Using an animal model, researchers demonstrated that excessive sugar intake in adolescence increases the risk of psychiatric disorders.
Nutritionists often refer to sugar as white poison as its one of the leading causes of diabetes and obesity among adults. The significant increase in global sugar intake has further increased the incidence of these diseases. However, the future mental effects of excessive sugar intake in adolescence remain unclear. Since mental disorders such as schizophrenia, hyperactivity and bipolar disorder more frequently occur in the younger generation, researchers predict that sugar consumption might contribute to their development. Moreover, previous studies have shown that mental health patients consume almost twice the amount of sugar than healthy individuals.
Using a mice model, researchers at the Tokyo Metropolitan Institute of Medical Science (TMIMS) assessed the effects of excessive sugar intake on higher brain function. They fed the experimental group a high-sucrose diet and observed new phenotypes and mechanisms of mental disorders. Compared to the control group, the experimental group demonstrated various psychiatric symptoms including hyperactivity and poor working memory. Moreover, study authors noticed microcapillary damage and impaired glucose uptake in the brains of these mice. The administration of aspirin, an anti-inflammatory medication, reversed these effects in the mice.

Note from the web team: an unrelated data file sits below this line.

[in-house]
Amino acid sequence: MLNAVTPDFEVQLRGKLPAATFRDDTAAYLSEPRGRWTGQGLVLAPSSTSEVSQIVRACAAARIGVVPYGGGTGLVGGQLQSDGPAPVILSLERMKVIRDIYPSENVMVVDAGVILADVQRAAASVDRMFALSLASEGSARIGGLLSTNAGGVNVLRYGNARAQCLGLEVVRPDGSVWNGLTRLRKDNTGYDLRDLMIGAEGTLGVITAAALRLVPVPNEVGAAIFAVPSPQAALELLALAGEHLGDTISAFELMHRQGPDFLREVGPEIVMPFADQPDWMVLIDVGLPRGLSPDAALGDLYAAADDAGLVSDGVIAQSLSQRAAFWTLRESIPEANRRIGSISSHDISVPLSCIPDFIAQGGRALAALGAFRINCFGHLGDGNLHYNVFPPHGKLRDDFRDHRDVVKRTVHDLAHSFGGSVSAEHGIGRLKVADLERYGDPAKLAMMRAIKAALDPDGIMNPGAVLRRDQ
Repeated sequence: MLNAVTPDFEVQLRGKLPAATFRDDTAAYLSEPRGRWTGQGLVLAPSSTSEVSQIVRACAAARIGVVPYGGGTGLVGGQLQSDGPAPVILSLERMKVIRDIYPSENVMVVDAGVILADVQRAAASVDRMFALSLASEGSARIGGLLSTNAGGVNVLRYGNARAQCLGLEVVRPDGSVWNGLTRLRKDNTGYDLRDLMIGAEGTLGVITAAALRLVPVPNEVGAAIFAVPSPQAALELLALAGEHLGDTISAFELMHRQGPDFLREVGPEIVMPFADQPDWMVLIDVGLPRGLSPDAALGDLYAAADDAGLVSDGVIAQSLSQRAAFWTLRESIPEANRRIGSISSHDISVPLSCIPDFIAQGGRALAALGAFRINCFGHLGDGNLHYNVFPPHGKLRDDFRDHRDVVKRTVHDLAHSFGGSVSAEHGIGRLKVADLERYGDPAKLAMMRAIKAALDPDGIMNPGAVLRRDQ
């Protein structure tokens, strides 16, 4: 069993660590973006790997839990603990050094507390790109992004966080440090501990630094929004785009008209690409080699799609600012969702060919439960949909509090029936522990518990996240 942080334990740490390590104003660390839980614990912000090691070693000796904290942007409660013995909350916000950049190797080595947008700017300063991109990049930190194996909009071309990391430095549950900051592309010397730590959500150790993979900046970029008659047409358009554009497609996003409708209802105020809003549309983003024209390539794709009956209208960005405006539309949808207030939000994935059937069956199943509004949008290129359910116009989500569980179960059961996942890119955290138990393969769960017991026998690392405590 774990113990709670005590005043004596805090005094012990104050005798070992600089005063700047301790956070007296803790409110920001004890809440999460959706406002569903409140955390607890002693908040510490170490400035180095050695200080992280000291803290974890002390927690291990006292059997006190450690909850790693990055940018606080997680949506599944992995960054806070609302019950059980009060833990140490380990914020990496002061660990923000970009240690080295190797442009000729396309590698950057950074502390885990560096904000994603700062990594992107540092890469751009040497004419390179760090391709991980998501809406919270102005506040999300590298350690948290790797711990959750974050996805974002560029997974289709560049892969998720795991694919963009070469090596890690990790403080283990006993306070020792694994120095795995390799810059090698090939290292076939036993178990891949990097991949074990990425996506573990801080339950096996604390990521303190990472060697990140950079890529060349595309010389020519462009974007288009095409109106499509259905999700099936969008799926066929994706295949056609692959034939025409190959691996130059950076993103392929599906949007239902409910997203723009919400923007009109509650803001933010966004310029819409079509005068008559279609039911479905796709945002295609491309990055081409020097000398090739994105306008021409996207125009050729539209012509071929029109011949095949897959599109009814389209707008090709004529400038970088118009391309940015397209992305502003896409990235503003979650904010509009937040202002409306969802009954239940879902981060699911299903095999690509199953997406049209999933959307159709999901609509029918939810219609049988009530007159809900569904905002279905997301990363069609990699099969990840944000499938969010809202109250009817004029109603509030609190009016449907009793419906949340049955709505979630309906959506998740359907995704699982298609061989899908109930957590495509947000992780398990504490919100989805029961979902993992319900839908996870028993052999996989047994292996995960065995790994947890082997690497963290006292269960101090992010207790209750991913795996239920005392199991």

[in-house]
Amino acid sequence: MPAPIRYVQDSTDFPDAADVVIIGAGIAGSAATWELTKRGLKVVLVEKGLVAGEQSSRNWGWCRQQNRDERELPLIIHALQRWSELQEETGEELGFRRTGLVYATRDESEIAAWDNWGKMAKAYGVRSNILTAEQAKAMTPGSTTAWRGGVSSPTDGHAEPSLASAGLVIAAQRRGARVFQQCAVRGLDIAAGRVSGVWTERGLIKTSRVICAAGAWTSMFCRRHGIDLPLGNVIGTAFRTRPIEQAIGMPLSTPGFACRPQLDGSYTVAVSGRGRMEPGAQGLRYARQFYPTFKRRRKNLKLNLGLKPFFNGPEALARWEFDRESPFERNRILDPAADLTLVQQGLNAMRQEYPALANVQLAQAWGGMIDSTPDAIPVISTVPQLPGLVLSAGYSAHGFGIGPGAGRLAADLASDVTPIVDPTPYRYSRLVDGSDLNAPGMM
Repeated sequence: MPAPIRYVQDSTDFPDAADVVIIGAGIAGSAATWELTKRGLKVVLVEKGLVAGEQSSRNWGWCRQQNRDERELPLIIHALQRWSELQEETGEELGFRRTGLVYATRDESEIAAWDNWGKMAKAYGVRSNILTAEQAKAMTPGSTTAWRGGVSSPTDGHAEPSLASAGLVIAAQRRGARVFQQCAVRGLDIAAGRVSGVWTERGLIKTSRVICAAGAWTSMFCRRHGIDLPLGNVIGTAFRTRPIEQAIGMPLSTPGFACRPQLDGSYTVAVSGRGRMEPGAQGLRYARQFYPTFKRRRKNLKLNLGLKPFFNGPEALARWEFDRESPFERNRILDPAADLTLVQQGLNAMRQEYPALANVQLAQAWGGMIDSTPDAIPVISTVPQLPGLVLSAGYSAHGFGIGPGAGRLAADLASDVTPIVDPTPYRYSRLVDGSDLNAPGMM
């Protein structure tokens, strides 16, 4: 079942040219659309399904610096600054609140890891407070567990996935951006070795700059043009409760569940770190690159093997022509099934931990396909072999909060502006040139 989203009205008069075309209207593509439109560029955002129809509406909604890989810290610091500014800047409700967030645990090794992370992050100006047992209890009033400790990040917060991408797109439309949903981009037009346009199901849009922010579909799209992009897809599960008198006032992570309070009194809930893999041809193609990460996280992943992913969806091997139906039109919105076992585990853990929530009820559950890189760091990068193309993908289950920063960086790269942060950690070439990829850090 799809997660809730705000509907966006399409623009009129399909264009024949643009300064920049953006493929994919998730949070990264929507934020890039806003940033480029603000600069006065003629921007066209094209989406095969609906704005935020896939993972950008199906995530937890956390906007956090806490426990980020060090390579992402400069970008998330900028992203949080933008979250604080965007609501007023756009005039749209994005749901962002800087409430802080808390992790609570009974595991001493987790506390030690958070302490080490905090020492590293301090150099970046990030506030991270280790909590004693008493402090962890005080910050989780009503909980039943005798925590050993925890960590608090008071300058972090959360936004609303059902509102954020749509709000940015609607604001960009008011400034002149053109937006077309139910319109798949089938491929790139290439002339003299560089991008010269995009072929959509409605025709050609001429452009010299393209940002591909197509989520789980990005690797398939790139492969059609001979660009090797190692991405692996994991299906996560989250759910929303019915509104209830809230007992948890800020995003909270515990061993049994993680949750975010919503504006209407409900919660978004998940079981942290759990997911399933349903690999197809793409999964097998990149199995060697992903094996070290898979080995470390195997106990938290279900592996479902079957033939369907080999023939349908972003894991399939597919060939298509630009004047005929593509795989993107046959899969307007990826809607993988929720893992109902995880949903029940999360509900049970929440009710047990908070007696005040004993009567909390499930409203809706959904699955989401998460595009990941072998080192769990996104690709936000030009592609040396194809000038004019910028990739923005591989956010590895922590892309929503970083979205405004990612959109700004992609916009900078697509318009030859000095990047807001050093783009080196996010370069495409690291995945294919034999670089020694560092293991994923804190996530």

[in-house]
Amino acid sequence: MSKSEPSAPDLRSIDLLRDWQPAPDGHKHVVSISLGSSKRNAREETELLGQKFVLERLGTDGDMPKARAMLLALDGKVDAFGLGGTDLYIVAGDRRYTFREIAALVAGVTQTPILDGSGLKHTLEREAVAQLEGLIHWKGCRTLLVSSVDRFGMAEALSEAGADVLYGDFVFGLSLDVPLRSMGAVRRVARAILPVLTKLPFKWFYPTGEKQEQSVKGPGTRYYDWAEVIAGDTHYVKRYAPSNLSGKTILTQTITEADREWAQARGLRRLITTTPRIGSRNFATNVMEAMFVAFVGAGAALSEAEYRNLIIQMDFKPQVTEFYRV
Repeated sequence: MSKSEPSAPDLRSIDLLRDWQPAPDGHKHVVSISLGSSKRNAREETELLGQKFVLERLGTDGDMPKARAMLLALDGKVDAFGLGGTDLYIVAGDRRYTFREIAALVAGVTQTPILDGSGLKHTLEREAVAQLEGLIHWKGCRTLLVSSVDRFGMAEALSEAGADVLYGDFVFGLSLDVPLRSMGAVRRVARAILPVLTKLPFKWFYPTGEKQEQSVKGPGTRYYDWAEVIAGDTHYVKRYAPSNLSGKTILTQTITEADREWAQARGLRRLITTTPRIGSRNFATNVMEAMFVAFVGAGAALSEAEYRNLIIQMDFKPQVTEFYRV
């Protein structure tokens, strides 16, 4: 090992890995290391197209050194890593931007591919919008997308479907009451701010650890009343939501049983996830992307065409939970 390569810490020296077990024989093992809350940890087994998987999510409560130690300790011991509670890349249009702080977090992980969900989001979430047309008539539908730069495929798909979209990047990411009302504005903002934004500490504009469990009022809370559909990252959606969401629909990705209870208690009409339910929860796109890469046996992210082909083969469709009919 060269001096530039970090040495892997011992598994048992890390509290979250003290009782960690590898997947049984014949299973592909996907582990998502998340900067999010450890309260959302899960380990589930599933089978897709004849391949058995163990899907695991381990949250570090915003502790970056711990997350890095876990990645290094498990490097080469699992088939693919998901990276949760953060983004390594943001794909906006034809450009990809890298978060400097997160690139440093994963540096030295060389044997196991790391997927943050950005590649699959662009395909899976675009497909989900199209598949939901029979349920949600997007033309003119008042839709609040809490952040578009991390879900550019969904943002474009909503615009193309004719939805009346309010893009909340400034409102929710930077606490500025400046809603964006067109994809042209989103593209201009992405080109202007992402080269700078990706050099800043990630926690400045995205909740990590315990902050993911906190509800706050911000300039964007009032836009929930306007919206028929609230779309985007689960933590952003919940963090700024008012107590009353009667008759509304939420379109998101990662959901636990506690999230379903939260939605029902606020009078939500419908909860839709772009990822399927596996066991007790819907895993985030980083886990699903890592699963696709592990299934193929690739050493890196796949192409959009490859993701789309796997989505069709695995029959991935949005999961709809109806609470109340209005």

Post-Mortem Brains Show Similar Neurological Changes
When researchers looked at the post-mortem brains of people suffering from schizophrenia and bipolar disorder, they observed similar brain changes. However, these patients did not have a history of excessive sugar intake. Instead, their psychiatric condition was brought on by other stressors.
The results of the study suggest that sugar consumption caused metabolic stress that brings about similar neurological changes as other stressors. Thus, bringing out psychiatric illnesses in people.
Previously, researchers had linked an unhealthy childhood diet to long-term alteration of gut bacteria. In conclusion, avoiding processed foods and refined sugars can likely benefit one in the long term, both mentally and physically.
Hirai, S., et al. (2021) High-sucrose diets contribute to brain angiopathy with impaired glucose uptake and psychosis-related higher brain dysfunctions in mice. Science Advances. doi.org/10.1126/sciadv.abl6077.